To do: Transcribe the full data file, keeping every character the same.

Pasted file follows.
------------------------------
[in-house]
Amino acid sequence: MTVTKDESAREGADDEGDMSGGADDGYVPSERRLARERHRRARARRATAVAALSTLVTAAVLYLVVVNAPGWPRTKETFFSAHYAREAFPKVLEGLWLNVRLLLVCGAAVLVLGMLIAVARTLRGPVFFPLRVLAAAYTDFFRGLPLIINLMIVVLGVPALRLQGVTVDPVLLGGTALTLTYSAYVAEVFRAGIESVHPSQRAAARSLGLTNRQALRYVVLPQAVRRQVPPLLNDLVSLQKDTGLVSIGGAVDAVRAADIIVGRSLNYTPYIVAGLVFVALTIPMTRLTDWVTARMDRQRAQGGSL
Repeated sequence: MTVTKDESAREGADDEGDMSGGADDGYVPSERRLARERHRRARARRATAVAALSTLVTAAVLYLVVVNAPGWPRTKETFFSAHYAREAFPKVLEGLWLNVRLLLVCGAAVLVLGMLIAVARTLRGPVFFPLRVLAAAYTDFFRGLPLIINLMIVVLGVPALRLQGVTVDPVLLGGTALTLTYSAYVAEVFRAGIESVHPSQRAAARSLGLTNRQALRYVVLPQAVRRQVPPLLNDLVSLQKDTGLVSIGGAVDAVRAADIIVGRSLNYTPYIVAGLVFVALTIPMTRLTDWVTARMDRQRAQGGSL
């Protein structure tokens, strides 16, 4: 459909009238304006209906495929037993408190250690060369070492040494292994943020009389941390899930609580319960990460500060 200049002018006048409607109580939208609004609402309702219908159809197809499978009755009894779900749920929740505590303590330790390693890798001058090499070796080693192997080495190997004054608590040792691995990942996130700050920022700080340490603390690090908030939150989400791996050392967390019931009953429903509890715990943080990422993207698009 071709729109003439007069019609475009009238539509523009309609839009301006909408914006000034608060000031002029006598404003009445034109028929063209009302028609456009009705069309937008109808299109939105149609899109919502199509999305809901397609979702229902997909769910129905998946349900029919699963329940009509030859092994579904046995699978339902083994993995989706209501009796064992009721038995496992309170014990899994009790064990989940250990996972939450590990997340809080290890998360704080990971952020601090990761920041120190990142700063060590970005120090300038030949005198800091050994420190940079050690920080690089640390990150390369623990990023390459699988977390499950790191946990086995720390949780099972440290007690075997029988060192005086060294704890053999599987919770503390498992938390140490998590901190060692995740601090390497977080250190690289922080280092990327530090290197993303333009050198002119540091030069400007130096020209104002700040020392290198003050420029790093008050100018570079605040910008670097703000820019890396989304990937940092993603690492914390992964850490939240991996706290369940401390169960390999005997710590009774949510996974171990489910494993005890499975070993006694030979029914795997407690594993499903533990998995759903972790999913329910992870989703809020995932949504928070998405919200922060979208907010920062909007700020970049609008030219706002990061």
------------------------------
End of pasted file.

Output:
[in-house]
Amino acid sequence: MTVTKDESAREGADDEGDMSGGADDGYVPSERRLARERHRRARARRATAVAALSTLVTAAVLYLVVVNAPGWPRTKETFFSAHYAREAFPKVLEGLWLNVRLLLVCGAAVLVLGMLIAVARTLRGPVFFPLRVLAAAYTDFFRGLPLIINLMIVVLGVPALRLQGVTVDPVLLGGTALTLTYSAYVAEVFRAGIESVHPSQRAAARSLGLTNRQALRYVVLPQAVRRQVPPLLNDLVSLQKDTGLVSIGGAVDAVRAADIIVGRSLNYTPYIVAGLVFVALTIPMTRLTDWVTARMDRQRAQGGSL
Repeated sequence: MTVTKDESAREGADDEGDMSGGADDGYVPSERRLARERHRRARARRATAVAALSTLVTAAVLYLVVVNAPGWPRTKETFFSAHYAREAFPKVLEGLWLNVRLLLVCGAAVLVLGMLIAVARTLRGPVFFPLRVLAAAYTDFFRGLPLIINLMIVVLGVPALRLQGVTVDPVLLGGTALTLTYSAYVAEVFRAGIESVHPSQRAAARSLGLTNRQALRYVVLPQAVRRQVPPLLNDLVSLQKDTGLVSIGGAVDAVRAADIIVGRSLNYTPYIVAGLVFVALTIPMTRLTDWVTARMDRQRAQGGSL
């Protein structure tokens, strides 16, 4: 459909009238304006209906495929037993408190250690060369070492040494292994943020009389941390899930609580319960990460500060 200049002018006048409607109580939208609004609402309702219908159809197809499978009755009894779900749920929740505590303590330790390693890798001058090499070796080693192997080495190997004054608590040792691995990942996130700050920022700080340490603390690090908030939150989400791996050392967390019931009953429903509890715990943080990422993207698009 071709729109003439007069019609475009009238539509523009309609839009301006909408914006000034608060000031002029006598404003009445034109028929063209009302028609456009009705069309937008109808299109939105149609899109919502199509999305809901397609979702229902997909769910129905998946349900029919699963329940009509030859092994579904046995699978339902083994993995989706209501009796064992009721038995496992309170014990899994009790064990989940250990996972939450590990997340809080290890998360704080990971952020601090990761920041120190990142700063060590970005120090300038030949005198800091050994420190940079050690920080690089640390990150390369623990990023390459699988977390499950790191946990086995720390949780099972440290007690075997029988060192005086060294704890053999599987919770503390498992938390140490998590901190060692995740601090390497977080250190690289922080280092990327530090290197993303333009050198002119540091030069400007130096020209104002700040020392290198003050420029790093008050100018570079605040910008670097703000820019890396989304990937940092993603690492914390992964850490939240991996706290369940401390169960390999005997710590009774949510996974171990489910494993005890499975070993006694030979029914795997407690594993499903533990998995759903972790999913329910992870989703809020995932949504928070998405919200922060979208907010920062909007700020970049609008030219706002990061």